As usual, interest in Dylan's new music is subordinate to interest in his new lyrics and in his present state of mind. But it's good to have the familiar musical background back--the harmonica that moves in to replace the voice when the words are over, the organ mounting upwards, giving the song a solid feeling and making the long, wordy lines seem to rise and fall in a grand rhythm. Dylan's voice on Blood on The Tracks is somewhere between the hard rasp of his classic period and the mellower country tones he affected after John Wesley Harding. The new combination isn't entirely successful--the way he whines "I--yeh--dee--aht Wind" is annoying and he hasn't yet recaptured the superb compromise of John Wesley Harding where he found a country voice that could express his urbane lyrics.

Dylan, once again, though, can make us shiver in our clothes and wonder why a line of relatively bald poetry can affect us so much.

Say for me that I'm alright Though things get mighty slow... And I've never gotten used to it I've just learned to turn it off. Either I'm too sensitive Or else I'm getting soft...

IT'S HARD NOT TO read some self-criticism into that last pair of alternatives. Dylan's abandoned the super-sensitivity of the song-writer who has to turn everything into precise images and clusters of associations, but the "softness" of the pose that followed is likewise cloying. "If You See Her, Say Hello" and "Shelter From The Storm" are over simple: not quite sensitive enough and a little too soft. It's a delicate balance he wants to strike, but when Dylan achieves it, it seems worth all the trouble.

I suppose I should say something about the "new stoicism" Dylan is preaching in this album. If you look too hard at the words it's hard to deny the triteness of what Dylan is saying:

Life is sad Life is a bust All ya can do Is what you must. You do what you must And you do it well I'll do it for you Ah honey baby can't you tell.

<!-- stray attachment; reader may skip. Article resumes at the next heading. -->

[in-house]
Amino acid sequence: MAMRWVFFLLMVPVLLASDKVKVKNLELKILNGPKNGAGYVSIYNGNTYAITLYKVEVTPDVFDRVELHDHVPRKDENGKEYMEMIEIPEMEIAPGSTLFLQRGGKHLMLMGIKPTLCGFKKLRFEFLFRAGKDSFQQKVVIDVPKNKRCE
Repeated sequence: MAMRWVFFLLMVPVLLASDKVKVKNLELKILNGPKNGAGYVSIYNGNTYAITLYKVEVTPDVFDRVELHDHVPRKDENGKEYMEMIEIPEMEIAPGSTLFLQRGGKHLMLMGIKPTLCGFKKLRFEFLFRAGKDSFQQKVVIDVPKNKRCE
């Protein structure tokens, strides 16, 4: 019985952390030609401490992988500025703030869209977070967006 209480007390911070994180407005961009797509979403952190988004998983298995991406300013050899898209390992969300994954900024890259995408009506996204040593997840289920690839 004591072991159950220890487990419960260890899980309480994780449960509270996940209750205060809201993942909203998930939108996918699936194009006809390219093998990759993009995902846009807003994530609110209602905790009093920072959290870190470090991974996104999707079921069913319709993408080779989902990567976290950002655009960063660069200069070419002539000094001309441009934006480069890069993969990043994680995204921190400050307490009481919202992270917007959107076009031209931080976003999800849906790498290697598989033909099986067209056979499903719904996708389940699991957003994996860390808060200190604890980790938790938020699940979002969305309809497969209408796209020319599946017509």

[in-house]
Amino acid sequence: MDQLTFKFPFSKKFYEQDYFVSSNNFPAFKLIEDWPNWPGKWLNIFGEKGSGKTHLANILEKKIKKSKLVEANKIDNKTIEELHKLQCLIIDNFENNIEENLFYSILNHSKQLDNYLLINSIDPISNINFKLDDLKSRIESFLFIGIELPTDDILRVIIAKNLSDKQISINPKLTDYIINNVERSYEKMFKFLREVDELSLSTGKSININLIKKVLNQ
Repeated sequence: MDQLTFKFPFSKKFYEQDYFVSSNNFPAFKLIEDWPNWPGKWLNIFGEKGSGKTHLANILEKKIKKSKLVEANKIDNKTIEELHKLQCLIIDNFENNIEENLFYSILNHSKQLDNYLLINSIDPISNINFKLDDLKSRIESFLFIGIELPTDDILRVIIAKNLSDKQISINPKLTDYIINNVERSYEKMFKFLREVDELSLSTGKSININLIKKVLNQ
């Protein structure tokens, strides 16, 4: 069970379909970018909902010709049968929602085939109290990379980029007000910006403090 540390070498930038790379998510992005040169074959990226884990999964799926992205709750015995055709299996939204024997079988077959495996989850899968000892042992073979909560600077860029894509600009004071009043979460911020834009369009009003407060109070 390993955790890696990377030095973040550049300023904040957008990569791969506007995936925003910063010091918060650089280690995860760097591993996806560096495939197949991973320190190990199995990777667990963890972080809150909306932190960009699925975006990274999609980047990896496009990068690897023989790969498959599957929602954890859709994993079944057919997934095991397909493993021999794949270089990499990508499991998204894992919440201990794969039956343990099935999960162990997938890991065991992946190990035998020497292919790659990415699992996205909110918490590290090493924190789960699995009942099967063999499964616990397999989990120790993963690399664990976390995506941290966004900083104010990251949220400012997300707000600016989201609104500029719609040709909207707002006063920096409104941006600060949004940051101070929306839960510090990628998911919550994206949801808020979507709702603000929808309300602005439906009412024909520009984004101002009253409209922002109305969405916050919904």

The short lines remind you a little of "Subterranean Homesick Blues" but it's sad to see Dylan reduced to saying "Life is sad" and affecting a Marlboro-country tough-guy stance about it, offering the comfort of superior sexual performance to his "honey baby." Even "Tangled Up In Blue," the second-best song on the album, can only offer something that sounds like it comes off a poster:

She had to sell everything she owned And froze up inside. I became withdrawn... The only thing I knew to do was to Keep on keepin' on.

Then there's a flash of the old Dylan, lashing out against the cardboard people around him whom he refuses to recognize, whose lives he has to rearrange and give them all another name.

All the people we used to know They're illusions to me now. Some are mathematicians, some are carpenters' wives Don't know how it all got started Don't know what the do with their lives...

The question, then, is, are songs like this and "Lily, Rosemary and the Jack of Hearts" songs whose lyrical and musical complexity recalls the "old" Dylan, throwbacks to the past, or part of a slow return to the land of the intellectually living? Dylan is unpredictable, of course, but I think we'll see more of the "old" Dylan, the Dylan who knows how to tell stories and to use words better than anyone else singing today.